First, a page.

This person is in your audience and you’re looking to slowly build a relationship that will last for years. Always deliver value upfront while occasionally dropping hints about the commerce exchange you can provide — but only once they’ve indicated that they’re ready to know about it.
Imagine you’re the garden supplies store we used as an example earlier. If someone subscribes to your list because they read something you wrote elsewhere about being a better gardener, it’s because they want more of your educational, entertaining, and enlightening content.
Only once they indicate that they might be interested in, for example, building a retaining wall (maybe they read three retaining wall articles in a row?), only then should you think about letting them know you can sell them products to help them do so.
Adding someone who doesn’t even know what their problem is to your email list and then bombarding them with offers is a great way to scare away a potential buyer.
Helping them discover what their problem is and introducing your service only when doing so will also create value.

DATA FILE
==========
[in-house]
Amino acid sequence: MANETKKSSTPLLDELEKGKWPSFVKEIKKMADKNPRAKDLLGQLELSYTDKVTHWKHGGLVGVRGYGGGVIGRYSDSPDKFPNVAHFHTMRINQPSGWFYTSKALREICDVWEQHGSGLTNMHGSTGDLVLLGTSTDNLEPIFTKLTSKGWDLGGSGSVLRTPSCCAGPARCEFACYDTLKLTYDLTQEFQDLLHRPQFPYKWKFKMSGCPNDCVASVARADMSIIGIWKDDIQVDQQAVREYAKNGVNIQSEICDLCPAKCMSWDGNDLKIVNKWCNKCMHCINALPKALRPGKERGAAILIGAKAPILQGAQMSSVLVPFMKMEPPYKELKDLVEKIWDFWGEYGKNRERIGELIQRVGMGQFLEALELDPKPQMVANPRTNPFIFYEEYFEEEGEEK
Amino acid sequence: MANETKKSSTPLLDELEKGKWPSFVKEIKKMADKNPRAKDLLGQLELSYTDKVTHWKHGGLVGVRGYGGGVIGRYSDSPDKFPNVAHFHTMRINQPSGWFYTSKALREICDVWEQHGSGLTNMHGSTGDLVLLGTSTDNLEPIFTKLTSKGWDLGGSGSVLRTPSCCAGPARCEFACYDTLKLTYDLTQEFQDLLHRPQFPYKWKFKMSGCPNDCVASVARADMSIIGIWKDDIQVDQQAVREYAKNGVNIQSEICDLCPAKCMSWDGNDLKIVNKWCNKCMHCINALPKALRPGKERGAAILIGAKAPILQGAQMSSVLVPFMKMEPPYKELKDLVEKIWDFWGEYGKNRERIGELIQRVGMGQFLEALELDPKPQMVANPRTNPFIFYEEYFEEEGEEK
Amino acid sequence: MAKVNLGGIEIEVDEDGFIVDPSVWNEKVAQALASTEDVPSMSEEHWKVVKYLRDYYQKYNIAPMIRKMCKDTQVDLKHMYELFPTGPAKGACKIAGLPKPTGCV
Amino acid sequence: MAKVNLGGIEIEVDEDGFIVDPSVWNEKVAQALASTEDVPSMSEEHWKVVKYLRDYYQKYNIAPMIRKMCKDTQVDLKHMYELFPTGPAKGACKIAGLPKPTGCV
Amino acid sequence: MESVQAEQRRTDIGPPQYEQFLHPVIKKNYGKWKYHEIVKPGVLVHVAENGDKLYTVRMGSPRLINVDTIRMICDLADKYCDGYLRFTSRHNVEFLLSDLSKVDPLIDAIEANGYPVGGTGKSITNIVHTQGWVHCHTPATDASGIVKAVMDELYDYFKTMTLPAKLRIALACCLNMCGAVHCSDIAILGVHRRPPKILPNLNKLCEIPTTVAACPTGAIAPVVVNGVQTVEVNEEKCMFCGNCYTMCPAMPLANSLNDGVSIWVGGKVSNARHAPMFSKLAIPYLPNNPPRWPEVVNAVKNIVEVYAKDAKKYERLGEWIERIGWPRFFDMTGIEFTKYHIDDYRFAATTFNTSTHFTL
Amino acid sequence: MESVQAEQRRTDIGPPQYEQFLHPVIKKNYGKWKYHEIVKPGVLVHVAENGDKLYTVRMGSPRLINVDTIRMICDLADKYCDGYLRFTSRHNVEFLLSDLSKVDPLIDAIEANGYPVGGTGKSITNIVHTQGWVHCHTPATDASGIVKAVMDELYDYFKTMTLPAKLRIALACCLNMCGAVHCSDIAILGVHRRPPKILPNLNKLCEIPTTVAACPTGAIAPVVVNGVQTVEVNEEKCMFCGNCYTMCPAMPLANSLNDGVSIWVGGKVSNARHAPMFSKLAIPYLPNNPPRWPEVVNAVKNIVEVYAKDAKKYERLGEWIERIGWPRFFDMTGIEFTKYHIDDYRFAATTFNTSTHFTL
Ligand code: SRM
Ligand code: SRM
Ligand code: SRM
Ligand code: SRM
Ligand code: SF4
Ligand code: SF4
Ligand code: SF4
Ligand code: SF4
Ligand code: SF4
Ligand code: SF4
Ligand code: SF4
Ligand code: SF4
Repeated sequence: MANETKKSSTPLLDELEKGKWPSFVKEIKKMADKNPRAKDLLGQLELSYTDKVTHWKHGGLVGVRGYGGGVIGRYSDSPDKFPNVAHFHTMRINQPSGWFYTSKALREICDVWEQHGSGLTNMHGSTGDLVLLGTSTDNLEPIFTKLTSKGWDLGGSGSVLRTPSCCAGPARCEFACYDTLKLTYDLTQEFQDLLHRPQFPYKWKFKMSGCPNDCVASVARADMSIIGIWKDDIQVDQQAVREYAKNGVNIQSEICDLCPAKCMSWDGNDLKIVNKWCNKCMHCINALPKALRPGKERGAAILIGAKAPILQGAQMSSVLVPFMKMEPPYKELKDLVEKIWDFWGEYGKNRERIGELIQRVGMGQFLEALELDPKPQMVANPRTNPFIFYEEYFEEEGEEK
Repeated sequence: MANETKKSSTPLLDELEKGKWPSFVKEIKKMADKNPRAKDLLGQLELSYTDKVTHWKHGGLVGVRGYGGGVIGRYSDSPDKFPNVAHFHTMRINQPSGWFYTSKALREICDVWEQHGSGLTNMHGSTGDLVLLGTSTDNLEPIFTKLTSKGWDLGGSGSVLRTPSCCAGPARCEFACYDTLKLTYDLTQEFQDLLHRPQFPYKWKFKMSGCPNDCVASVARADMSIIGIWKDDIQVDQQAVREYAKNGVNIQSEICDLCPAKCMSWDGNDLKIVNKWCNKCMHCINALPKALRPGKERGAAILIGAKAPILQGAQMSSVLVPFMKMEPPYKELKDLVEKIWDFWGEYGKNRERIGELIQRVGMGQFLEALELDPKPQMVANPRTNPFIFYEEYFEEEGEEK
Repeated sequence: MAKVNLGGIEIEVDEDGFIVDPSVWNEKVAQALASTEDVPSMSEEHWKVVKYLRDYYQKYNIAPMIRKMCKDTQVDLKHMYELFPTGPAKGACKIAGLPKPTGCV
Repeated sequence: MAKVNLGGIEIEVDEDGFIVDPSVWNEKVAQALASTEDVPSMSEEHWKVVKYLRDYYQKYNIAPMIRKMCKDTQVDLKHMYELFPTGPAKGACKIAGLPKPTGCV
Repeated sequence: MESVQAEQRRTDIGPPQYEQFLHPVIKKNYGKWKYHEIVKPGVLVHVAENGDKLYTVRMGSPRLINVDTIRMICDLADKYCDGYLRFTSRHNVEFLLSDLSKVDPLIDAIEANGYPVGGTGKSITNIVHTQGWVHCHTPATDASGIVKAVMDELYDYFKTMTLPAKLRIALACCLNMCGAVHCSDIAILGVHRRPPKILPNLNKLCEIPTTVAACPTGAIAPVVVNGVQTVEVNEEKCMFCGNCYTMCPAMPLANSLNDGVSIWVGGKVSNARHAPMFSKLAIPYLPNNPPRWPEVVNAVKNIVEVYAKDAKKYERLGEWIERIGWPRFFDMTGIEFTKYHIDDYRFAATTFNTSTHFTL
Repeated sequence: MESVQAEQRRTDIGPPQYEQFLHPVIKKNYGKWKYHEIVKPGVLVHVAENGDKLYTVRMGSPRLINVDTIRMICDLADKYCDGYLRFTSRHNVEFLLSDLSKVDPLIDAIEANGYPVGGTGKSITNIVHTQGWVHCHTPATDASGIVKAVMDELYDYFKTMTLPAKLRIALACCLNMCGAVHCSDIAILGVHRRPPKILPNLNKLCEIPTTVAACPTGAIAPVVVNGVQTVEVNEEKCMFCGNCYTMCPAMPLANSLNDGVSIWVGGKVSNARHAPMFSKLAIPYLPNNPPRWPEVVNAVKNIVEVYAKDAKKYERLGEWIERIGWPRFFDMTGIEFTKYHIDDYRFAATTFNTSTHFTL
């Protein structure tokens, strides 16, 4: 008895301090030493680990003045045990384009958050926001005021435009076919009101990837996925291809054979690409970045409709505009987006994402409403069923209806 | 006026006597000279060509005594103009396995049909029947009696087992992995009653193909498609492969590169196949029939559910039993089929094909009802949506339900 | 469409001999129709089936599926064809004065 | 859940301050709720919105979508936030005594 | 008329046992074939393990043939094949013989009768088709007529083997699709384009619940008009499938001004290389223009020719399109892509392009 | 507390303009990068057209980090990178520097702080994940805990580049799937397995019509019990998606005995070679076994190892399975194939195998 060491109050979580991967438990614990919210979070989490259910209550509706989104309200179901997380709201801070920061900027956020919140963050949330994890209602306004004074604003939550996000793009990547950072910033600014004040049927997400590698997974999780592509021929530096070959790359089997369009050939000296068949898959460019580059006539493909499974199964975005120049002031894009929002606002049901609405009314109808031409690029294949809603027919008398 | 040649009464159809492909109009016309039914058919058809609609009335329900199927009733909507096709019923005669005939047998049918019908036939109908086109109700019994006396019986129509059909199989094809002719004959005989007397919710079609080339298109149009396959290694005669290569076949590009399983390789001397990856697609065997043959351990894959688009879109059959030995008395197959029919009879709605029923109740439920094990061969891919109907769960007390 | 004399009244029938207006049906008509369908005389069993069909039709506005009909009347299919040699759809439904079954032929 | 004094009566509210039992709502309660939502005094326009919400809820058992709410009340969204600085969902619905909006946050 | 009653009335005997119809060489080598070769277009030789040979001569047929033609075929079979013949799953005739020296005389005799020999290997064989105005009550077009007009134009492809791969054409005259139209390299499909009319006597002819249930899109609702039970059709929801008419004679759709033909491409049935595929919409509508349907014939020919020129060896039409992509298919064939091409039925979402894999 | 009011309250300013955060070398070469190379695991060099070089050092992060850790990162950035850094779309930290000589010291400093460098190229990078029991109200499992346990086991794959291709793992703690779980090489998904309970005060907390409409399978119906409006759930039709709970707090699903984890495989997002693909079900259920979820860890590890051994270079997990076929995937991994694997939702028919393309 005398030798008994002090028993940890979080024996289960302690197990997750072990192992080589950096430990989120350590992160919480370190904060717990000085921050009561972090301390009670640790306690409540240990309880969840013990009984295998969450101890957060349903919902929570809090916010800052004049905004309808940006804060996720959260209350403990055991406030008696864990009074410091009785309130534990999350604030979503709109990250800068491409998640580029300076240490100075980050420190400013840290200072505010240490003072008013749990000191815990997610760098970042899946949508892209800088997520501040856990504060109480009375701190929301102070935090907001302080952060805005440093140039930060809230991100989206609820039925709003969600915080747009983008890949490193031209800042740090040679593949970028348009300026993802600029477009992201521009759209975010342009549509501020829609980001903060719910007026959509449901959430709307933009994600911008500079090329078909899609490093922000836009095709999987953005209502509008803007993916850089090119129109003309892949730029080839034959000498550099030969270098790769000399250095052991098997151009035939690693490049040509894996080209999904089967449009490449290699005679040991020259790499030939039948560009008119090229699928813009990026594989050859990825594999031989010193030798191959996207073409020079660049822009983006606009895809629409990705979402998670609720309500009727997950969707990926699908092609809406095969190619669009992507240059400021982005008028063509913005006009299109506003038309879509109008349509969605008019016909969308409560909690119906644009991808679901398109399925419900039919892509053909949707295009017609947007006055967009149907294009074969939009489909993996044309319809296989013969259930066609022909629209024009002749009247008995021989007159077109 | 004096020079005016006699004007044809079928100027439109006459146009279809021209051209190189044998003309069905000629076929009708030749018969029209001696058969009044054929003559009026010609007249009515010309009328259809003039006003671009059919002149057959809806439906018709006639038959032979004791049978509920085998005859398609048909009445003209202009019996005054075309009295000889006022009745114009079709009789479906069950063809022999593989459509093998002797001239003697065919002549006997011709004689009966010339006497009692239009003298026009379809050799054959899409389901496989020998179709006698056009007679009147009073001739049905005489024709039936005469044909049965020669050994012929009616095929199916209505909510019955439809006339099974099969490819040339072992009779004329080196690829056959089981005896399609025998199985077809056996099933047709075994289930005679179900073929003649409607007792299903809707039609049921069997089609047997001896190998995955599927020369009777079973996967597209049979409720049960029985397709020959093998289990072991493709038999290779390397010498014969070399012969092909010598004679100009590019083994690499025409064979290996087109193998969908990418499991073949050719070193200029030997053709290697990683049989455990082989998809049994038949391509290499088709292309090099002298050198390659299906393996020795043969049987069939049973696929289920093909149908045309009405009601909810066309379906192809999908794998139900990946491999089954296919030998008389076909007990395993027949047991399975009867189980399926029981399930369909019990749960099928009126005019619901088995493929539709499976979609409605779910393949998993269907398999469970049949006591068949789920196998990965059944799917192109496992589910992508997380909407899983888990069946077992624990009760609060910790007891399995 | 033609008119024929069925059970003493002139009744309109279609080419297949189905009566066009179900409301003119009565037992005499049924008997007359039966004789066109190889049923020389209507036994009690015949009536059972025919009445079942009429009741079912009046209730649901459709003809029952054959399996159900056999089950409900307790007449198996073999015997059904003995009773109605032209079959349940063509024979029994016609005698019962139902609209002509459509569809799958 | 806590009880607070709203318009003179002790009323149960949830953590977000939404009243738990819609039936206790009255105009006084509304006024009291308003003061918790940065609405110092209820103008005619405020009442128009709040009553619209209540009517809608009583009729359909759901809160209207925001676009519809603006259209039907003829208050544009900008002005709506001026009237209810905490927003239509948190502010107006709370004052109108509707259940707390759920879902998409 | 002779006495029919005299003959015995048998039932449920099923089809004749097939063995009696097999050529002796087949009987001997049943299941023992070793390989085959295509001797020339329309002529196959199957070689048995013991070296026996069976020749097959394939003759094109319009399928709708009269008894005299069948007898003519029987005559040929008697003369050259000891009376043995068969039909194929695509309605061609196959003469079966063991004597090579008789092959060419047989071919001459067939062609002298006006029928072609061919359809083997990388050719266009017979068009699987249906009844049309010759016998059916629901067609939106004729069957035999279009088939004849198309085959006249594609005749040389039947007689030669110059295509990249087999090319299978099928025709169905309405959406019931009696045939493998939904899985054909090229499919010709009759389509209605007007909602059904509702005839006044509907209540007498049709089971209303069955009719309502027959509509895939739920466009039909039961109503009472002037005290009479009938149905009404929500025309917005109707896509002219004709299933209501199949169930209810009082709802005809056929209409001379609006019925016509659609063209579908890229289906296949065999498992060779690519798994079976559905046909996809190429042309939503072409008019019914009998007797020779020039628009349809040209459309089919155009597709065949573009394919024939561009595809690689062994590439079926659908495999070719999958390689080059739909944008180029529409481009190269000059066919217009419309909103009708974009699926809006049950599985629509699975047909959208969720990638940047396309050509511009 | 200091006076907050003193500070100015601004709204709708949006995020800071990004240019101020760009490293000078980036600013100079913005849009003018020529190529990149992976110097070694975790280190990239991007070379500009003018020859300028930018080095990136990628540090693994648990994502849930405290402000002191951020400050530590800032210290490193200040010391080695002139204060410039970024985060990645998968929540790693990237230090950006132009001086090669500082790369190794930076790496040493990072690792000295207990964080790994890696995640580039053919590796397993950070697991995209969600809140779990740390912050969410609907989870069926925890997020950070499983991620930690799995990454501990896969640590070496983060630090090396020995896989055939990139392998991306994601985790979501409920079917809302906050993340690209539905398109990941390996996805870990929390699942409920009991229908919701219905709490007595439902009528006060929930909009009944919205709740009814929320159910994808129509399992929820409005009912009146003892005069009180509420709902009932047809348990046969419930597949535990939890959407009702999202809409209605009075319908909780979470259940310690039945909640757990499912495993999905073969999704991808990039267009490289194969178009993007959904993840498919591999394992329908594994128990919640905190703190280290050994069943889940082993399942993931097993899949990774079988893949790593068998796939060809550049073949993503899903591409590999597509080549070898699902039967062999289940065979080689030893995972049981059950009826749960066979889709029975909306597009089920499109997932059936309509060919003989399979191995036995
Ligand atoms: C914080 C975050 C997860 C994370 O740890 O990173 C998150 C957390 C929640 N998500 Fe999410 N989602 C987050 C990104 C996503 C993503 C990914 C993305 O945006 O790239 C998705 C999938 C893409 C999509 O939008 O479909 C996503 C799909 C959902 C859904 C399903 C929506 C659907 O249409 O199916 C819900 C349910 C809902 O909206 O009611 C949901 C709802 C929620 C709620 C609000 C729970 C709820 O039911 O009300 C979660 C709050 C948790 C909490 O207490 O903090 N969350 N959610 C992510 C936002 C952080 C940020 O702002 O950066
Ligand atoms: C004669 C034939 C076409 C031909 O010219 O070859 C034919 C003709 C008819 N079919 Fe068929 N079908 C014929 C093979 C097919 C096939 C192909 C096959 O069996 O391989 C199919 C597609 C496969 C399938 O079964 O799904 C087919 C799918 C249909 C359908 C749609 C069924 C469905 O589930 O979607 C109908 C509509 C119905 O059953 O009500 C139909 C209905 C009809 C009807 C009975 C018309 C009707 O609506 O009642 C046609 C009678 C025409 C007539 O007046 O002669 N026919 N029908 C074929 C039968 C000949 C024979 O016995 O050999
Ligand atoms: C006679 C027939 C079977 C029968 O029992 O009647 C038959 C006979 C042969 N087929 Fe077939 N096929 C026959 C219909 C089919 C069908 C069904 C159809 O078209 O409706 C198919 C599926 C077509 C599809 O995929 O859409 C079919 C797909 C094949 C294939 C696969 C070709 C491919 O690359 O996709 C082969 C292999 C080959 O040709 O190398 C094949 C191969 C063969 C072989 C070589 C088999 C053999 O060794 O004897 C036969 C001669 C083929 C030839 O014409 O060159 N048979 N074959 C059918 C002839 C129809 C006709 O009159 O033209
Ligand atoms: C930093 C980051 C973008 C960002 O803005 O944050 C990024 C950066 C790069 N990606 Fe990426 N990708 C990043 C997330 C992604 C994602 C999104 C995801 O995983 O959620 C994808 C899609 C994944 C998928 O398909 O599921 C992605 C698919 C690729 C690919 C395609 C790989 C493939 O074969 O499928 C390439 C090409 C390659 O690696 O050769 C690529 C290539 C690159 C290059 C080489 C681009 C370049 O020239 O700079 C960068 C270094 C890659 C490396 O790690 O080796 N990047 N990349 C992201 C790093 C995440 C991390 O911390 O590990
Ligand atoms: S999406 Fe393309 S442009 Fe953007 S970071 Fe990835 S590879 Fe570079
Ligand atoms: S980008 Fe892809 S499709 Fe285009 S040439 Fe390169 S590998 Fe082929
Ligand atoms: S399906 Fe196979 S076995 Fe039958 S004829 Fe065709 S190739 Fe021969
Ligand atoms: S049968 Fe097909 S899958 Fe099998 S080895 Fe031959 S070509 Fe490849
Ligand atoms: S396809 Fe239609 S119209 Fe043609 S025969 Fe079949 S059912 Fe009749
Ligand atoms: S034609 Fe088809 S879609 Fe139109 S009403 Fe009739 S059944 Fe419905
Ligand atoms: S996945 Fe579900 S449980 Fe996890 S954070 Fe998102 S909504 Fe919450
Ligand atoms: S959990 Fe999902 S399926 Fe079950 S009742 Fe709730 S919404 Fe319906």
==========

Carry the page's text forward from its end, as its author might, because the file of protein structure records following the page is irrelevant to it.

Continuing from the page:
If you don’t regularly reassess your deliverability and list health, you won’t be able to create any value because people won’t receive your emails.
The biggest indicator of an unhealthy email list is poor open rates. If you’ve got an audience you’ve built naturally (that is, they’re all individuals who have chosen to optin to your email list), you should regularly be getting open rates above 20%.
Anything below that means your deliverability is shot or your audience is unengaged (and probably hates you). The former is relatively straightforward to fix, but the latter takes considerably longer.
The biggest reason for poor engagement is because you’ve created an abusive relationship with your audience by not following the two rules prior to this one.
I regularly get open rates well above ~60-70%, even for direct sales emails, because I follow the two rules I mentioned.
It doesn’t matter what Mailchimp or other email benchmark reports tell you about what is a ‘good’ open rate. You need to be getting a consistent 20% open rate as a minimum benchmark. Otherwise, you’re doing something wrong and your list is unhealthy.